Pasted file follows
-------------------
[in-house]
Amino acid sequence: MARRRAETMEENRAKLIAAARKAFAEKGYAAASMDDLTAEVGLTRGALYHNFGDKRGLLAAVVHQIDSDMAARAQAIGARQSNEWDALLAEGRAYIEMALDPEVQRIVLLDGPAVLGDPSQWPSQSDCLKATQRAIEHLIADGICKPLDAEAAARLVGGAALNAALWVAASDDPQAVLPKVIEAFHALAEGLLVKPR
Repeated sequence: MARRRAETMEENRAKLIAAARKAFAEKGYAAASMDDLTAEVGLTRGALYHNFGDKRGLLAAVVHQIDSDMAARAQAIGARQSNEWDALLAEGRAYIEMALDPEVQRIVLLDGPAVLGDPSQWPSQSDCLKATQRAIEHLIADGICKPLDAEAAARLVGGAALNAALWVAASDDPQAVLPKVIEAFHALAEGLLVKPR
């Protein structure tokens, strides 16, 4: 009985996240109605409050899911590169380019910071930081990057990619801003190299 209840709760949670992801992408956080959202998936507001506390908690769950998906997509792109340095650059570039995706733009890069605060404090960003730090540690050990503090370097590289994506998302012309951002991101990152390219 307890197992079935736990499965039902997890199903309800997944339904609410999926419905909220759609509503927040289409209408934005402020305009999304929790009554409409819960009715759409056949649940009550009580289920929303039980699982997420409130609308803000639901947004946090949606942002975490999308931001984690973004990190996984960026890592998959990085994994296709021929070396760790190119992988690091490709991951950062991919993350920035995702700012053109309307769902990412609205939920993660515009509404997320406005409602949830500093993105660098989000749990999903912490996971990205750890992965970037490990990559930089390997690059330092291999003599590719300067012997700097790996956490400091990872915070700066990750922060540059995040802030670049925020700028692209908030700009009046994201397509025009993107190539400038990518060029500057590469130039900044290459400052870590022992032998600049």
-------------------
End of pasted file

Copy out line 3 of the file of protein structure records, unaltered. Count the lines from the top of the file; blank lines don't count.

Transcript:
Repeated sequence: MARRRAETMEENRAKLIAAARKAFAEKGYAAASMDDLTAEVGLTRGALYHNFGDKRGLLAAVVHQIDSDMAARAQAIGARQSNEWDALLAEGRAYIEMALDPEVQRIVLLDGPAVLGDPSQWPSQSDCLKATQRAIEHLIADGICKPLDAEAAARLVGGAALNAALWVAASDDPQAVLPKVIEAFHALAEGLLVKPR